Monday, 14 March 2016

Blast From The Past - March

What do bloggers do when their backs hurt and their brains are too empty - or too full - to come up with something new? Lots of them raid their past work, maybe looking for a new angle or application. Let's give it a go:-

I been looking back through posts from two and five years ago. I still like two-year-old ones, but I'm now not so comfortable with a post on parenting from March 2011. So guess which one follows? As ever, comments are welcome.

 Parents - Sunday, 13 March 2011

    When I was a little boy
    They would say to me
    Don't go in the world and play
    It's bad company

    All they had was child and faith
    Let him grow and let him wait
    Just to find out what it was to be free
Nutsy made a comment on my last post which got me thinking, as Nutsy's comments are wont to do. Given the title of this post, not to mention the lyric extract from Budgie's Parents, it won't be a surprise that what I have been thinking about was parents and parenting.

I know kids who are spoiled brats, but whose parents are convinced they are 'firm but fair'. I also know kids who are downright neglected, one way or another, whose parents claim to dote on them, reckoning they would 'do anything' for their children. Presumably so long as there's not something they'd rather be doing for themselves. I've got teenage kids so I've lived through all the hassles, sacrifices and compromises that have to be made to survive parenthood. So I wonder what I'm kidding myself about?

I was fortunate in my parents: they were loving and caring, giving time and energy to raise my brother and myself as best they were able. Nevertheless I carry scars from my upbringing, and I know I'm not the only one. I am fortunate at that, many adults seem to bear open wounds, long after childhood is past.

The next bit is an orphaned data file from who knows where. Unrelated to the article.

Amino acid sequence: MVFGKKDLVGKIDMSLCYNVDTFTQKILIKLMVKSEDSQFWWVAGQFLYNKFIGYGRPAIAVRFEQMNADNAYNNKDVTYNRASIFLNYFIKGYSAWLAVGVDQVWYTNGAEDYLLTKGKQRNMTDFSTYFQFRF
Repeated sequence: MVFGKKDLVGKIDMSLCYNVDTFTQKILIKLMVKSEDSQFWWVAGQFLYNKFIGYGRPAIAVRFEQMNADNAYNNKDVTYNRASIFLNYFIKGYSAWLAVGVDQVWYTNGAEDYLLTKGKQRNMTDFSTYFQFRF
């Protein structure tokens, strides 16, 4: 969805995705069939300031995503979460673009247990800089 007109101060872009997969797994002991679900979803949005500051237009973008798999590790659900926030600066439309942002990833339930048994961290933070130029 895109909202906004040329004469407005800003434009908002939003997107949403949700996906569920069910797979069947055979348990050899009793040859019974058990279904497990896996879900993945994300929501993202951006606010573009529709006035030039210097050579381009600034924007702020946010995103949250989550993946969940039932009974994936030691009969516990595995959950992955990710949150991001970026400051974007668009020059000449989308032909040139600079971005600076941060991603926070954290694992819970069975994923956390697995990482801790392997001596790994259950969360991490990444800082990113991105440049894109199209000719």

Long ago, at prenatal classes, we were told not to worry about parenting: it comes naturally and we will find that actually we'll do it perfectly well when it comes to it. That might have been the case back in the prehistoric African savannah; here in 20th/21st Century Britain things work differently.

My take nowadays is that, as parents, we are bound to make mistakes: bound to screw up somewhere along the way. The challenge is to raise kids who are secure enough and sensible enough to grow into well-rounded adults able to make the best of the world in which they grow, in spite of - maybe even because of - those mistakes. Parents who sell the idea of themselves as perfect, never making mistakes, set their kids up to feel like they are failing in their lives, as well as their own parenting.

To raise children that way is a community effort - churches can be wonderful for that, but there are other communities - and an extended family probably helps, but in the end you need parents who are willing to accept that having children is a whole new way of life, which has to be enjoyed for itself, but requires eternal vigilance. The way you treat kids when they are young has a major impact on how they behave as they get older.

Which is one reason why I have tremendous admiration for those who adopt, or long term foster, older children. Someone else has sown the wind, they are called to lovingly reap the whirlwind!

Another group I admire are single parents. Parenting is a team game - sometimes together, sometimes in turn (like tag-wrestling) - so to have to do it alone is a tremendous challenge. Yet I know single parents who have done just that, and done it well. Maybe it helps that when you're on your own you know it's going to be difficult, you know you are going to have to make sacrifices. Sometimes, it seems, couples just don't get that.
    Wrap me up and keep me warm
    Hide myself far from the storm
    Sleep and love will keep
    my mind at rest.

    Only now I realise why my
    parents had to try.
    Love you all and keep you all my life.

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